Almost all such commercial power conditioning devices also include appropriate components to control any normal mode noise that is present. These devices, which are typically available as traditional power conditioners or as power conditioners with battery backup, accomplish the necessary reduction in amplitude and edge speed of transient noise sources to help ensure that equipment in mission critical systems is not unnecessarily affected by transient events.
In addition to installing an appropriate power conditioning device, proper care must be taken in system layout and wiring. In particular, it is critical that the wiring to the power conditioner not be run with the power from the output of the power conditioner. Running these wires in the same conduit or wiring tray will significantly reduce the benefits provided by installing the power conditioner.
It is also important that, whenever possible, all critical devices-including sensors-be powered from the same power conditioner as the controller, and that sensor and peripheral equipment grounds be connected at a common point. Finally, data communication cables should be run in conduit or wiring trays that do not contain power, or, at a minimum, do not contain unconditioned power.
Communication line issues
Today’s typical control system uses communication lines for several purposes. Control busses such as DeviceNet or Profibus are becoming more popular; data lines to peripheral devices such as human machine interfaces (HMI) and connections to plant-wide information systems are becoming more common. While not subject to all of the problems of power lines, communication lines are often more likely to cause system disruption due to transients. In addition, grounded (nonisolated) communication schemes such as RS232 provide an opportunity for an additional path of disruption known as ground skew.
As with power lines, a user must be concerned about destruction, degradation, and disruption when addressing communication line protection. In communication lines, minimizing the chance of destruction or degradation is best addressed by the use of a communication line protector (CLP).
Typically, the semiconductor devices associated with communication lines are not designed to withstand the high voltages or currents that can be induced from power lines or other noise sources, and thus need to be protected with a CLP.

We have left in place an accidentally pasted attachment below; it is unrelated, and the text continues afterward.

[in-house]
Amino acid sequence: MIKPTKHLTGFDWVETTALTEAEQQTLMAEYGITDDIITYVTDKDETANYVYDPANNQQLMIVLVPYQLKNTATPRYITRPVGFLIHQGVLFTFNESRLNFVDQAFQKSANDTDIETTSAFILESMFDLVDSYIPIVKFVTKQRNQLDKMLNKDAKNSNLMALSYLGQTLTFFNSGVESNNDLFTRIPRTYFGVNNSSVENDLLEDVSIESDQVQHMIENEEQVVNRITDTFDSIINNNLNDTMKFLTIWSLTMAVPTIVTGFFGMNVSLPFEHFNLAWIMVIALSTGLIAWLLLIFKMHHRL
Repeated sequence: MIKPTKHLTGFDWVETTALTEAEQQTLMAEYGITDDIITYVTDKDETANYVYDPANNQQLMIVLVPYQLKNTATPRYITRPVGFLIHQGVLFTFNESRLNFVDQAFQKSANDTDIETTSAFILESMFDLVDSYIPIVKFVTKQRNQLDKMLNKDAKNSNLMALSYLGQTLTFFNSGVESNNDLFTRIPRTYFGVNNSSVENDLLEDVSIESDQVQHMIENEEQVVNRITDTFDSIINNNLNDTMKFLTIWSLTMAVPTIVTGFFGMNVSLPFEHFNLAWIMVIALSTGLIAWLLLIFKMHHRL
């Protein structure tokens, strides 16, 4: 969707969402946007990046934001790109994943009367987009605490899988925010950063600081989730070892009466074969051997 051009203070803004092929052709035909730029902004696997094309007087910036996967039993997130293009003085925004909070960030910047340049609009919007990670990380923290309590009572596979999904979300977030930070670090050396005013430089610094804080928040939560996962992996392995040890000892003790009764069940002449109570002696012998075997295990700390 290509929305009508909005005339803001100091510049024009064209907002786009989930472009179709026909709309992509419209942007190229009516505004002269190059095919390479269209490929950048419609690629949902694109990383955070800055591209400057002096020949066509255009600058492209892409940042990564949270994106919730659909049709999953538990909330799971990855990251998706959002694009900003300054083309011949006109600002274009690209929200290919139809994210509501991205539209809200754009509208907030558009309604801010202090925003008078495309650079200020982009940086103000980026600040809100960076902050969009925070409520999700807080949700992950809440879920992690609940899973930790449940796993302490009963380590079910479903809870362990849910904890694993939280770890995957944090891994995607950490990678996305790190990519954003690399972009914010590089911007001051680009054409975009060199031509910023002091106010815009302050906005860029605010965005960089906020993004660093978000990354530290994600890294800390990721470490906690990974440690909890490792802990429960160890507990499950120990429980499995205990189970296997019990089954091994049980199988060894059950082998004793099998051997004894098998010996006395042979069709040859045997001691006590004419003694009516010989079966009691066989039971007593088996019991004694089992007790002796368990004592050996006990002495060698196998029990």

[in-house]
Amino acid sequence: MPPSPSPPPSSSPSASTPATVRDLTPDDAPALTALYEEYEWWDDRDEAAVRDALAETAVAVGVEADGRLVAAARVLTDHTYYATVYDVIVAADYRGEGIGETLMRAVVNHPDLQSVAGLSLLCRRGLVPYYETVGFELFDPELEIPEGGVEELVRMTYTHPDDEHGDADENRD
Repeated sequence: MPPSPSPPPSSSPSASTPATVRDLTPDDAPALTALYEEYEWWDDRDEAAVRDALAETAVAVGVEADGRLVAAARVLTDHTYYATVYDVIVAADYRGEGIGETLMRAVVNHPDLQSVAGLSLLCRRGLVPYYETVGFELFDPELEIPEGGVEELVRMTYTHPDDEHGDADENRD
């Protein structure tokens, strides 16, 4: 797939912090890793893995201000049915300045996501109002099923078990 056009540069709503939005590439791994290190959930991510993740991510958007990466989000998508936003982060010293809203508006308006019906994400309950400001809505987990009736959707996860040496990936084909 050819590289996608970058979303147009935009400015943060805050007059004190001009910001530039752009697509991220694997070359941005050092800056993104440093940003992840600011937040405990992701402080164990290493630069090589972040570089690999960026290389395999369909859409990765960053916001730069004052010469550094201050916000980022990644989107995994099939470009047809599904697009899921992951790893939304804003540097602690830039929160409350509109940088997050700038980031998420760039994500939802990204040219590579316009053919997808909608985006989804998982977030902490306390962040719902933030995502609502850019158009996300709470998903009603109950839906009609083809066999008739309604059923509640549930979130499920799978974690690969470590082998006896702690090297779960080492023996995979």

CLP selection should be done with care to ensure that the clamping voltage is lower than the point at which damage will occur, but higher than the maximum voltage that can be applied to the line for normal communication. In addition, when using systems with the higher transmission speeds now available, care must be taken to ensure that the insertion loss due to the added capacitance and inductance of the CLP will not cause unacceptable signal level reductions.
Use of external CLPs is often suggested to improve system reliability, even if a communication port is internally protected by a TVSS against over voltage. This approach can lead to improved reliability because a typical CLP will have a grounding lead that can be wired to direct transient noise away from the chassis ground of the control device. Redirecting this transient noise current will avoid introducing potentially disruptive common mode noise into the equipment, a situation that can occur if the internal TVSS is triggered.
For this scheme to have value, however, the external CLP will be required to activate at a lower voltage level than the internal protective devices. While proper selection of an external CLP will provide this result, the selection requires investigation into the internal protection levels for each piece of equipment in order to ensure proper coordination.
While CLPs can provide protection against system destruction and degradation, they do little to assist in reducing disruptions from transient voltages that are below the level of component destruction, but above the disruptive level that interferes with routine communication. Protection against such disruption can be addressed in several ways.
First, it is critical that system grounding follows good practice, and meets the equipment manufacturers’ guidelines. With grounded communication schemes in particular, a small grounding problem can lead to very inconsistent communication.